On October 23rd, 2001, Steve Jobs introduced the iPod at a special event, showing off a design destined to become iconic. Ten years later, the brand is as strong as ever, though sadly, we have lost its inventor.

iPod   is arguably the most important in Apple’s history. If the iPod failed, Apple would have remained a boutique computer maker prized by designers and schools but able to be safely ignored by the tech world at large.  Instead, the iPod proved to be a powerful wedge, the de facto standard for listening to music for many years. How did the iPod’s original design morph over time? Let’s take a small trip through the evolution of the device that’s arguably the most important in the Apple’s history.

The one that started it all…

The first iPod was a boxy, white plastic-and-stainless steel gadget  about the size of a deck of cards  with a small, black-and-white screen and a FireWire port on top. And it wasn’t cheap: $399 for 5 GB of capacity. But its spinning wheel interface was new and fun, and helped the iPod become a huge hit. Steve Jobs unveiled the iPod at a press conference in Cupertino, Calif., with the slogan, “1,000 songs in your pocket.” (And a surprising 20 minutes of anti-skip technology.) The gadget launched with a goofy commercial . Over time, the original iPod’s form morphed a bit. The third-generation iPod showed some of the most significant changes, with rearranged controls and touch-based buttons that lit up when they detected finger presses. The fourth-generation iPod was the first to come with a color screen and support to show off photographs transferred from the computer, and the fifth-generation iPod was the first to support video.

Then came the iPOD mini

Why use a full-sized iPod when you could use a miniature version of it? Apple introduced the iPod mini in 2004, almost three years after the original iPod made its debut. The iPod mini’s aesthetic design mimicked that of the original iPod in almost every way; the device was rectangular and contained a small hard drive, and sported a round navigation wheel with an LCD screen above it to display playlists and other info. The iPod mini came in five colors — silver, gold, pink, blue, or green anodized aluminum — which was hugely important in making the devices fashionable

 

IPOD SHUFFLE

Who says an iPod needs a screen? Steve Jobs unveiled the iPod shuffle at Macworld, offering an MP3 player that’s “smaller and lighter than a pack of gum and costs less than $100.” Apple’s slogans included “Life is random,” celebrating that you ideally wouldn’t even want to control which song you heard next when you were exercising

 

 

Entering the Ipod nano era

Apple’s iPod line continues to get thinner, and the company’s marketing department keeps coming up with new objects to compare iPods to. This time, it’s “thinner than a standard #2 pencil.” But this time, there was no hard drive—the entire thing was based on flash storage, making the device the thinnest iPod ever. The iPod nano eventually adopted colors like the iPod mini, once again making it wildly popular among adults and children like. There was even one year when the iPod nano got fat, but then   thinned down again and gained a much bigger screen the following year. When Apple introduced the sixth-generation iPod nano in 2010, though, the company ended up ditching manual controls altogether and made the device all (touch)screen, all the time, much like a shrunken-down version of the iPod touch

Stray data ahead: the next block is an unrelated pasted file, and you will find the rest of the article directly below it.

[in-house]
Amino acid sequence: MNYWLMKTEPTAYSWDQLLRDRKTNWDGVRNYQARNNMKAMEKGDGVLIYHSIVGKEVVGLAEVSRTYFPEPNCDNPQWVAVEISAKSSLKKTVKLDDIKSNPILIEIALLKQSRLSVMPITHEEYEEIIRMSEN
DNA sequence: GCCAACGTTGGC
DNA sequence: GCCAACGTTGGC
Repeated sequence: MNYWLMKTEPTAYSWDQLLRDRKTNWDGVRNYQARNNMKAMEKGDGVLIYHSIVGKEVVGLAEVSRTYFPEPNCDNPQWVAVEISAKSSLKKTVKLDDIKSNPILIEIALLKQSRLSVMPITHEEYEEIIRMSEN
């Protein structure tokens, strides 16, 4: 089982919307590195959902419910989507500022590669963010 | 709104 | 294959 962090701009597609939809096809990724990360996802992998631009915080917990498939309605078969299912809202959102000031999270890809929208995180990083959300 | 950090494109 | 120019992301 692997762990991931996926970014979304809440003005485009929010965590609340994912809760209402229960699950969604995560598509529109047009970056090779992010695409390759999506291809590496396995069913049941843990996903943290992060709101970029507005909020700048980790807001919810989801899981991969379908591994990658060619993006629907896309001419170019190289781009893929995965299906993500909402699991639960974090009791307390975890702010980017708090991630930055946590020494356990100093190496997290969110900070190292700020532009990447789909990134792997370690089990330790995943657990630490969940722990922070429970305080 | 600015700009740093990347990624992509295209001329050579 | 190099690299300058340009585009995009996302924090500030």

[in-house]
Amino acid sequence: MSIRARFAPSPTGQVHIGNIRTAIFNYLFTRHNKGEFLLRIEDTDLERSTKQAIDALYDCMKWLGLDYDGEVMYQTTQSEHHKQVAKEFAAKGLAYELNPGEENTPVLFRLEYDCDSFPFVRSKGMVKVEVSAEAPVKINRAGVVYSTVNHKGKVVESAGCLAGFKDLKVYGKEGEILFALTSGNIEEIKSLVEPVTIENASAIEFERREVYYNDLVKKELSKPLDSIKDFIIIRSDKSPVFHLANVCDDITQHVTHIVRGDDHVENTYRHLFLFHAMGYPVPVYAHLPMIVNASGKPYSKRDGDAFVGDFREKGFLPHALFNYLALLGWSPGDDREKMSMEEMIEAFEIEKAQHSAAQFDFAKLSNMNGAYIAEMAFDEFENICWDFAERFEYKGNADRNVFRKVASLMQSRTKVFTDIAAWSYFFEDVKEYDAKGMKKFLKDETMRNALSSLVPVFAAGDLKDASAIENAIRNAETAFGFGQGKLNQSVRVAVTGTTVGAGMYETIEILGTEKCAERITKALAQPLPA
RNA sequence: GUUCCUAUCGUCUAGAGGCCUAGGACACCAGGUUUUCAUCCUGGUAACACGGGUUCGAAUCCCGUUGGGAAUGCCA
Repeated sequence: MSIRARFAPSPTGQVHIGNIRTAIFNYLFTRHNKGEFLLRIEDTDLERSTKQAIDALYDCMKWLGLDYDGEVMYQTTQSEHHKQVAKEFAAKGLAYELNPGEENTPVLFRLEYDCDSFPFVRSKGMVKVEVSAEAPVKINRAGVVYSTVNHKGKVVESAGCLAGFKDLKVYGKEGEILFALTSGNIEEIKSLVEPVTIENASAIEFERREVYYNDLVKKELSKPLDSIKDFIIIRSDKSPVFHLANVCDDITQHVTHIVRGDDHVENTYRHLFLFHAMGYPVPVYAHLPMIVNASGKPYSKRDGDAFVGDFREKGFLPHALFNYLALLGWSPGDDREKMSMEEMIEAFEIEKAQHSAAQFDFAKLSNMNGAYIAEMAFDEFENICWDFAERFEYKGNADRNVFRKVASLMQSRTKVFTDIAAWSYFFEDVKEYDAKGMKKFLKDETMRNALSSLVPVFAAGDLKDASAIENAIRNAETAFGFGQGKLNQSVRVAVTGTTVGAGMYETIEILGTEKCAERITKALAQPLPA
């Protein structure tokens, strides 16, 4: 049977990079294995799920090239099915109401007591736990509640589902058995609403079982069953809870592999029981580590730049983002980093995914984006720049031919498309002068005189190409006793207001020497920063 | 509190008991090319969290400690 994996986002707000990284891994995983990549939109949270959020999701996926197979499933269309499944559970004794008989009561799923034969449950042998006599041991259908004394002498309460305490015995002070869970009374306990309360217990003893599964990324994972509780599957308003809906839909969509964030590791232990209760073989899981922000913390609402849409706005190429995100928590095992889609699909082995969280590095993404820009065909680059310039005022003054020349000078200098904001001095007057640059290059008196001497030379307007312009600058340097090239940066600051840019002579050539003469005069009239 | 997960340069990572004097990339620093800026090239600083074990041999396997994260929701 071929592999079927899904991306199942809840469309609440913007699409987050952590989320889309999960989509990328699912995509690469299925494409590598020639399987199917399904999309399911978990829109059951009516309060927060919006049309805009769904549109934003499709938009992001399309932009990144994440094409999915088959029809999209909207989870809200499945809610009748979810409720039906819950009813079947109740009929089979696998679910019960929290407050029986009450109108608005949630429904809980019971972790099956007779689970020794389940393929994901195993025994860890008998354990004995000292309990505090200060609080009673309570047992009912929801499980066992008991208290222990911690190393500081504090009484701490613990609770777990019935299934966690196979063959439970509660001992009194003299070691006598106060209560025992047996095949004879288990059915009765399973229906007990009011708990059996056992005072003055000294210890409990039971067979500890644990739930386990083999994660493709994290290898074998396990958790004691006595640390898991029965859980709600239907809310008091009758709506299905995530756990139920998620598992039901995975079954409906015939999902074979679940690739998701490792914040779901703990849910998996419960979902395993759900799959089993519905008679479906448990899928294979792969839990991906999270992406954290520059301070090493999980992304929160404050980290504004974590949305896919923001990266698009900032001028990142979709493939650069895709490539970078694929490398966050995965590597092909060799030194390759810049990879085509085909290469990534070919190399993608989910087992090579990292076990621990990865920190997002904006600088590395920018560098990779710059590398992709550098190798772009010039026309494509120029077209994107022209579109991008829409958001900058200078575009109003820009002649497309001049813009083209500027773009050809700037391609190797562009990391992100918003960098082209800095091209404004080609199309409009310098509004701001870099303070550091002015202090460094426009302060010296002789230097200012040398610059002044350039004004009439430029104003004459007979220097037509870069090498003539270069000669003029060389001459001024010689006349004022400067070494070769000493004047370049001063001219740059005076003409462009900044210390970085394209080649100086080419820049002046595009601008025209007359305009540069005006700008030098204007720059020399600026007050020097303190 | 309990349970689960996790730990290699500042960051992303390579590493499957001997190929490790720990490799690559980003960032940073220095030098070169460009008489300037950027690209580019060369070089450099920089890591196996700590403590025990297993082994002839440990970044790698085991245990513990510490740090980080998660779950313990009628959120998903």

Sixth generarion iPOD nano

Ipod video

After previously snoring at portable video players, Steve Jobs finally announced one of his own. The video iPod could hold up to 150 hours of video — conveniently available from the iTunes store — and had a gorgeous, high-resolution display.

But Apple conveniently left the video-playback battery life off its press release, because it was terrible — a two-hour movie was a stretch.

iPOD touch

The highly anticipated iPod Touch brought all the features of the iPhone without the phone and AT&T plans. It was the first ever iPod with Wi-Fi capability, with a multi-touch screen, access to iTunes store, Safari browser, accelerometer (from iPhone) and dedicated YouTube application. It was originally released in two version, a 8GB and 16GB version, with a 32GB version added the following year. The only downside to the Touch was a fee of $9.99 for major OS upgrades, while iPhone users were able to   get it for free.
The second generation Touch offered a slimmer body with tapered chrome back, iPhone OS 2.0, App Store access, bluetooth support (not yet active till OS 3.0) and built-in speakers. It also came with Nike+ functionality built in.

Ipod shuffle no buttons

In early 2009, when Steve Jobs was away on medical leave, Apple announced a new iPod shuffle even smaller than previous ones.

This new shuffle was extra controversial, however, because it shipped without play/pause/rewind/fast forward buttons. Instead, users are required to use the controls on Apple’s iPod earbuds. Which means they need to use Apple earbuds. Steve Jobs returned to the stage after his medical leave, updating the iPod line again. The iPod nano did receive a video camera, as rumored, but the iPod touch did not — a disappointment. Instead, would-be iPod touch buyers will have to settle for price cuts and a faster set of guts inside the gadget.

Courtesy:businessinsider.com,arstechnica.com,


Posted by

Sumanth (MGIT ECE 2nd year)

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